The FCC still has around $185 million out of the $300 million broadband funds available from phase one of their Connect America Fund, dedicated to shoring up broadband coverage gaps. While companies like Frontier took $71.9 million to wire some 92,000 homes
, other companies like Windstream balked at taking full funding, saying that getting $775 per install wasn't enough for their liking
. In the hopes of getting more takers, the FCC wants to change the threshold for what constitutes an "unserved" region from 3 Mbps / 768 kbps to 6 Mbps / 1.5 Mbps.
The American Cable Association (ACA), which primarily represents smaller cable operators, is apparently mad about this potential change
because it would mean that more of their struggling telco competitors would be getting subsidies:
The ACA, however, wants to keep the proxy requirement at 3Mbit/s downstream and 768kbit/s upstream, arguing that cable's Docsis technology means services with speeds advertised at the lower rate are likely to deliver actual speeds of 4 Mbit/s downstream and 1Mbit/s upstream.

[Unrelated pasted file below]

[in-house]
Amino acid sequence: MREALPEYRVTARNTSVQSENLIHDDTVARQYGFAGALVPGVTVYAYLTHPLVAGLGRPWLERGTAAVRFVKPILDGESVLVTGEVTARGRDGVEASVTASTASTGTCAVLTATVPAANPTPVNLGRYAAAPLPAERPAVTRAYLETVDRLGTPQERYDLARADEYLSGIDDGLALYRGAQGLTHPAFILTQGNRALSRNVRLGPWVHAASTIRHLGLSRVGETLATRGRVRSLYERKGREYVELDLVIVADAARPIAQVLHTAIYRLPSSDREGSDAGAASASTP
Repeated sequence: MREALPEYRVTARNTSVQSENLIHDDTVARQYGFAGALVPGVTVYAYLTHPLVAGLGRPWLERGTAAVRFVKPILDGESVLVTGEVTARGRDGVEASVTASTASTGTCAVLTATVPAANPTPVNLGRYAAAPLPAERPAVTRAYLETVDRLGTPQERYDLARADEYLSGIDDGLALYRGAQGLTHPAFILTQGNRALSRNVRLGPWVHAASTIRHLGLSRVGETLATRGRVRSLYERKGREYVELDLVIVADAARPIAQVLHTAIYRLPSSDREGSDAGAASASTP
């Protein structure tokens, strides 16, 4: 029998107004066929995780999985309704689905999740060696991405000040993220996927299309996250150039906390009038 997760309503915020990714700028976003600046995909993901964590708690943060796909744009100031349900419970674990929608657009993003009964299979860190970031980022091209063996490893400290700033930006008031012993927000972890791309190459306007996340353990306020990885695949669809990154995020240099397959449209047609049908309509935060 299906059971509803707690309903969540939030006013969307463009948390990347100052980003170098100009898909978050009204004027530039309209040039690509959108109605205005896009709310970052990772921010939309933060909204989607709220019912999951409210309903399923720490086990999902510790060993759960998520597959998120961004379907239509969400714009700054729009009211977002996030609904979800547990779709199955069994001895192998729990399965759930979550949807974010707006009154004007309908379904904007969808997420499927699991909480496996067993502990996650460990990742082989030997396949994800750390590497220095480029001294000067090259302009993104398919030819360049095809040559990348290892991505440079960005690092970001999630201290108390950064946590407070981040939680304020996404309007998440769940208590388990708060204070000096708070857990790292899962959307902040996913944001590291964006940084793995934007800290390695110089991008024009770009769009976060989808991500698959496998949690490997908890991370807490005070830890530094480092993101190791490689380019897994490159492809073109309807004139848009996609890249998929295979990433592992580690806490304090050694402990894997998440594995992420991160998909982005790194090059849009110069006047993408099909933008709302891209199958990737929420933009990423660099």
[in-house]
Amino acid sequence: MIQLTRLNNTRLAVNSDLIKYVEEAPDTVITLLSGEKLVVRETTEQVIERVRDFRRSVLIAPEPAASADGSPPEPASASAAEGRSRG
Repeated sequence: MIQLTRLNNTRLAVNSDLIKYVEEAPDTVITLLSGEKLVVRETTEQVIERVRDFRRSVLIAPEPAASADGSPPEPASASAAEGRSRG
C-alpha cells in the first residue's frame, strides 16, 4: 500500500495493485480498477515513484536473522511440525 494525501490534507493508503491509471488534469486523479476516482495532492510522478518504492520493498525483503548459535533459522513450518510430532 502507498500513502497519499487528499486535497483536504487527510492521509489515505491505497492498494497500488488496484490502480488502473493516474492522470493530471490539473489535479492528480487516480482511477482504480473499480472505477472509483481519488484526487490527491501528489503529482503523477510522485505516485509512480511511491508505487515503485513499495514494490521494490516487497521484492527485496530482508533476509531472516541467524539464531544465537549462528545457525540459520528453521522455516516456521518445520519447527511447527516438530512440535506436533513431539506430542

"The FCC should protect the public by ensuring that broadband deployment subsidies do not result in significant government-supported overbuilding, which would cause real harm to cable operators that have invested only private capital," ACA President and CEO Matthew M. Polka said.
With AT&T and Verizon walking away from DSL entirely
and most smaller telcos either too cash-strapped, unmotivated or incompetent to upgrade their networks, cable operators have fairly sweet sailing the next decade or so given the relatively inexpensive cost of DOCSIS 3.0 upgrades and the feeble state of competition. In short, they have the phone companies over a barrel -- and they certainly don't want taxpayer cash changing that equation.
All of that said, it's unfortunate that while industry press and overall rhetoric focuses on our quest to hit speeds of 1 Gbps -- the unsexy reality on the ground is that we're struggling to offer even 3-6 Mbps to millions of Americans.